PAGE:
‘This was the first film of Kurosawa Production, my own unit which I run and finance myself. From this film on, everything was my own responsibility. Consequently I wondered about what kind of film to make. Making a film just to make money did not appeal to me – one should not take advantage of an audience. Instead, I wanted to make a film of some social significance. At last I decided to do something about corruption, because it has always seemed to me that graft, bribery et cetera on a public level is the worst crime that there is. These people hide behind the facade of some great organisation like a company or a corporation – and consequently no one ever really knows how dreadful they are, what awful things they do. Exposing them I thought of as a socially significant act – and so I started the film.

‘But even while we were making it, I knew that it wasn’t working out as I had planned, and this was because I was simply not telling and showing enough.’

9. Yojimbo, 1961


Mifune is at his most iconic here as a samurai who plays two rival factions of a small town off against each other. Sergio Leone famously stole the plot for ‘A Fistful of Dollars’.

‘The story is so ideally interesting that it’s surprising no one else ever thought of it. The idea about rivalry on both sides, and both sides are equally bad. We all know what this is like. Here we are, weakly caught in the middle, and it is impossible to choose between evils. It was truly an enormous popular hit. Everyone at the company said it was because of the sword-fighting. But that is not so – the reason was the character of the hero and what he does. He is a real hero, he has a real reason for fighting. He doesn’t just stand by and wave his sword around.’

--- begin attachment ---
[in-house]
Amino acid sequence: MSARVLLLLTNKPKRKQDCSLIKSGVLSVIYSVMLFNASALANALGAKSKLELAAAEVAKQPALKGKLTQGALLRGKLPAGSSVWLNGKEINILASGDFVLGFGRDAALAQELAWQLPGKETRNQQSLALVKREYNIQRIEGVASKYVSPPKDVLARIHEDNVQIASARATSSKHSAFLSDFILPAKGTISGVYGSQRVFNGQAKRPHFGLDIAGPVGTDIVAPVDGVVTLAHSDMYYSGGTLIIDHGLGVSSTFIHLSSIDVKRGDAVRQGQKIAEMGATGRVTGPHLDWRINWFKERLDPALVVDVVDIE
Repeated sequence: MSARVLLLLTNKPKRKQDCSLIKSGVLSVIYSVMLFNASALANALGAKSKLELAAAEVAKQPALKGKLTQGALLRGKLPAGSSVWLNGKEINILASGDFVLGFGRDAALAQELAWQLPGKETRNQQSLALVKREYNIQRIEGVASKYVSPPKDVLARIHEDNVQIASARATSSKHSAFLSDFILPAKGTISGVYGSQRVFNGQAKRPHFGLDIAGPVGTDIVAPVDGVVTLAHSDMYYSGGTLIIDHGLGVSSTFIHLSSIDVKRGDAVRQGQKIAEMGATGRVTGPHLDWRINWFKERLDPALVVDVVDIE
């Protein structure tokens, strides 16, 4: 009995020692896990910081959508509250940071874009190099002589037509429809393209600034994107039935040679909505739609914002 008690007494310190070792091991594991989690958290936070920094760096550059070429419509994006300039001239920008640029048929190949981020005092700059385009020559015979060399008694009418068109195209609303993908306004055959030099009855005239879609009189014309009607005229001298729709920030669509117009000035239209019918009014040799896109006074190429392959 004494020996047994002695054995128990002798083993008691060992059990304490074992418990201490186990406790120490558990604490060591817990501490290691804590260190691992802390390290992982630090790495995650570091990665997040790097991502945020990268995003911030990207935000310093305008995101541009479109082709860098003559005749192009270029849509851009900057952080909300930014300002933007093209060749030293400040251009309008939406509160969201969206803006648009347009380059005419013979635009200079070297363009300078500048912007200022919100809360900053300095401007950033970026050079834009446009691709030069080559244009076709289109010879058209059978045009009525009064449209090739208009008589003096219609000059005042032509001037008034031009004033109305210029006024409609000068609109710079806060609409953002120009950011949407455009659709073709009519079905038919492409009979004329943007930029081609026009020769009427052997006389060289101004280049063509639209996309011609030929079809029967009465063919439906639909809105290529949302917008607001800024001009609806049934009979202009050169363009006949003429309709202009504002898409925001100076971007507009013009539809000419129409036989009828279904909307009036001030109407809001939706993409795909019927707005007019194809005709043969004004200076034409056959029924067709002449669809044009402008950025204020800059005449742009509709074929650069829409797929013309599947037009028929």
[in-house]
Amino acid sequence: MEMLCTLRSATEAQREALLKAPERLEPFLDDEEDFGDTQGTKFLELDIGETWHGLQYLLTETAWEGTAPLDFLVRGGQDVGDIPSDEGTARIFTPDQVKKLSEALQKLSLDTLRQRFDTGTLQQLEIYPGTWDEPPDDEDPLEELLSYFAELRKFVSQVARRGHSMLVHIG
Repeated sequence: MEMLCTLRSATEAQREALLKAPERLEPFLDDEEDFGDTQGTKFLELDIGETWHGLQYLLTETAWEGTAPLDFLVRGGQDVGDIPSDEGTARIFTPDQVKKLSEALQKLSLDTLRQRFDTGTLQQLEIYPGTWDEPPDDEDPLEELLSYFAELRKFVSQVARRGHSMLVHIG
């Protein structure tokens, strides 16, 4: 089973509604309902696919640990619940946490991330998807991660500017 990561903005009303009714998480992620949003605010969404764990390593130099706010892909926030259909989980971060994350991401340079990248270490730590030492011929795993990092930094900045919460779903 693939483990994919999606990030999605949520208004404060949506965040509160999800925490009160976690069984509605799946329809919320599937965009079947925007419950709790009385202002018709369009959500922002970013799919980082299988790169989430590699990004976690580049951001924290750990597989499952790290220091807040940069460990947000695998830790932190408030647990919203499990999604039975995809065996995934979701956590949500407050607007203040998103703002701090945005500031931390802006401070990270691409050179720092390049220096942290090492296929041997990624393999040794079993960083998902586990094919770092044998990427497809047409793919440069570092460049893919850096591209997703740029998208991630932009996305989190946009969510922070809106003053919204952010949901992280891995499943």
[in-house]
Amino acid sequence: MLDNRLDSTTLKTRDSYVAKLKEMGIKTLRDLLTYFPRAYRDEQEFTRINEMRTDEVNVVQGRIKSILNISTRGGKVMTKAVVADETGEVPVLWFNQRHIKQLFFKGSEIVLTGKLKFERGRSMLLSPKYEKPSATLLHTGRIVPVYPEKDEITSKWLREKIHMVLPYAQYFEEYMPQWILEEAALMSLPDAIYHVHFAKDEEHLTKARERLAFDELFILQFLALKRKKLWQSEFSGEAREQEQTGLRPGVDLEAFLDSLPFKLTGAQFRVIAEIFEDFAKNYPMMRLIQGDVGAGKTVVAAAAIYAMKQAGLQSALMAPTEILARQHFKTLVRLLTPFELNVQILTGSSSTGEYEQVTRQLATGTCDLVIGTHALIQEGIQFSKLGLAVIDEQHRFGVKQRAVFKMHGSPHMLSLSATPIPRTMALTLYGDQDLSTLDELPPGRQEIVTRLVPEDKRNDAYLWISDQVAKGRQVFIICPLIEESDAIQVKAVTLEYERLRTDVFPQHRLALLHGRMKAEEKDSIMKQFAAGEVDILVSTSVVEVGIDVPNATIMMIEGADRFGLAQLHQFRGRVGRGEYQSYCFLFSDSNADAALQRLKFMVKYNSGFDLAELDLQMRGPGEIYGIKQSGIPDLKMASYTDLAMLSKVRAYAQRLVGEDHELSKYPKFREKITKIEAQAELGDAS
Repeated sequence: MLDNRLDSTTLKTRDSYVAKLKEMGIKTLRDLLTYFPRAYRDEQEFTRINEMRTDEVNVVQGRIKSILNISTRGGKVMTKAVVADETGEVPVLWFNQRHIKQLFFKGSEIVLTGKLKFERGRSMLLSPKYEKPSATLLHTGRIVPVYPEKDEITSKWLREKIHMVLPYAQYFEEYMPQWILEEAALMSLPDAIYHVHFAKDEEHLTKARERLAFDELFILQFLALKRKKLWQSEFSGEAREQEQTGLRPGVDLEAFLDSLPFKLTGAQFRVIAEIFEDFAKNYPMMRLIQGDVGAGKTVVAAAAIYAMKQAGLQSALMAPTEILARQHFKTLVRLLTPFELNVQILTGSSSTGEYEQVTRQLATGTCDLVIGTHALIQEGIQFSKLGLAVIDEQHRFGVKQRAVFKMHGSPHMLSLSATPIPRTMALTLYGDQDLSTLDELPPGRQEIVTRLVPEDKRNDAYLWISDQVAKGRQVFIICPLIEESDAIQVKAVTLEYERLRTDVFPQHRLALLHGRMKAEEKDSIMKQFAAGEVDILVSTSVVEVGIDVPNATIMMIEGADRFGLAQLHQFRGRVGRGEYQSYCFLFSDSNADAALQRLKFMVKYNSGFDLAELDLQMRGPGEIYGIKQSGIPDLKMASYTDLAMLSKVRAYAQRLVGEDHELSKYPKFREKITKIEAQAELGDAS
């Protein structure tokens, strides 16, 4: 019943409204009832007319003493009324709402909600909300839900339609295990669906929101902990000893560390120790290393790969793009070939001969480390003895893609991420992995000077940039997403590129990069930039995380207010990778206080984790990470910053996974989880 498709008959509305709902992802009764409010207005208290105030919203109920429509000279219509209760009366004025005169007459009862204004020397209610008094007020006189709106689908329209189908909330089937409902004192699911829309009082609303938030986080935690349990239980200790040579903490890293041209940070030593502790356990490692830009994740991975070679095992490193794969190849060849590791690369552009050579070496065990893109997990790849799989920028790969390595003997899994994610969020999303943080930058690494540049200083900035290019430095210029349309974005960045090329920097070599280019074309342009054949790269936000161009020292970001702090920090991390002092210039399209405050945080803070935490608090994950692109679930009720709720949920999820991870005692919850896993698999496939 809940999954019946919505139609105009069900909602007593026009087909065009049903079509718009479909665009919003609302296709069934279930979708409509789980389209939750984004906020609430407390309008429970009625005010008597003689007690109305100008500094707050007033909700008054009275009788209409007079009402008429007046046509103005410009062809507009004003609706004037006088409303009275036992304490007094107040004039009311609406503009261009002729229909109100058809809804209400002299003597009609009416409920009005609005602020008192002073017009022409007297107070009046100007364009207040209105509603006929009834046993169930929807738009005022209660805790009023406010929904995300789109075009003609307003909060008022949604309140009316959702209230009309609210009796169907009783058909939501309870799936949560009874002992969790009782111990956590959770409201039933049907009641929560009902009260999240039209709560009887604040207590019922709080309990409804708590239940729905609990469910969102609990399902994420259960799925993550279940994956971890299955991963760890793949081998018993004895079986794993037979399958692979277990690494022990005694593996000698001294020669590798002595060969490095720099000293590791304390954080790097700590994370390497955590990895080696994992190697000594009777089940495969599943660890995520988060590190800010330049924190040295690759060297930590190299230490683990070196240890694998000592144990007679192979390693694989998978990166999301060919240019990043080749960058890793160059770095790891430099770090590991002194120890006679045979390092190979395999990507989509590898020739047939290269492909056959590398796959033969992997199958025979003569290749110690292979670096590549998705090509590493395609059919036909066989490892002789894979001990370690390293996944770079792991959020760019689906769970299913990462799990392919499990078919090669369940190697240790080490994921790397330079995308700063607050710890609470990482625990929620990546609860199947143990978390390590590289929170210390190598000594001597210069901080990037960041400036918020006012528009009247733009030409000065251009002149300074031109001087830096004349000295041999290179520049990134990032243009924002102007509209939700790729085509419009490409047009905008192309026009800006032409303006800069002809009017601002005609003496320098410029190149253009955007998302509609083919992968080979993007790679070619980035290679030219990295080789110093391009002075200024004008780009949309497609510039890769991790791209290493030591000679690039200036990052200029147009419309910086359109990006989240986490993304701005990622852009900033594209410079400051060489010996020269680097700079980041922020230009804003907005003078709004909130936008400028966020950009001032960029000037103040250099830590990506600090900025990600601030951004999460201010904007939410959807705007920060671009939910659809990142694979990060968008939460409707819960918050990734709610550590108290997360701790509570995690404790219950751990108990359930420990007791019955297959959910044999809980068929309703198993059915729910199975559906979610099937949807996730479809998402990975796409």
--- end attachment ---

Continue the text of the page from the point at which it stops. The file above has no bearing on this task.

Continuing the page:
10. High and Low, 1963


Kurosawa adapted Ed McBain’s novel ‘King’s Ransom’ for this riveting, influential thriller about a kidnap.

’Every picture I’ve done has come out of something that has happened to me personally. A friend of mine had a son kidnapped and that kind of barbarism upset me so that I made High and Low. Since then I’ve got lots of letters, people accusing me of teaching people how to go about kidnapping children, but that’s not what I meant. When it happened to him, it happened to me.’

11. Red Beard, 1965


Mifune’s final collaboration with Kurosawa sees him play a doctor in a rural clinic in late-19th century Japan who teaches an arrogant young intern the rewards of caring for the poor. The shoot lasted an exhausting two years.

‘I had something special in mind when I made this film because I wanted to make something… so magnificent that people would just have to see it. To do this we all worked harder than ever, tried to overlook no detail, were willing to undergo any hardship. It was really hard work and I got sick twice.’

12. Kagemusha, 1980


Kurosawa’s first film made in Japan since 1970’s ‘Dodes’ka-den’ was part-funded by 20th Century Fox, following the intervention of George Lucas and Francis Ford Coppola.

’I was in America for the Oscar ceremonies when I met George Lucas and Francis Coppola. They approached me and said that they’d learned a lot from my films. Lucas in particular said he would like to assist me in any way he could. At the time, I was trying to negotiate terms for the Kagemusha project with Toho, and we had reached a virtual standstill. Since it was the first time I had met them, I couldn’t tell them that I was lacking money for a project. But someone must have mentioned my problem to them, because they went to 20th Century Fox and persuaded Alan Ladd Jr to invest in the film in return for the rights outside Japan.’
(As told to Tony Rayns, 1981)

13. Ran, 1985


Kurosawa’s visually spectacular epic translated elements of Shakespeare’s ‘King Lear’ to 16th-century Japan.

‘What I was trying to get at in Ran – and this was there from the script stage – was that the gods or God or whoever it is observing human events is feeling sadness about how human beings destroy each other, and powerlessness to affect human beings’ behaviour.’
(As told to Michael Sragow, 1986)

– ‘Kurosawa on Kurosawa’. Sight and Sound magazine, July 2010. Original article here.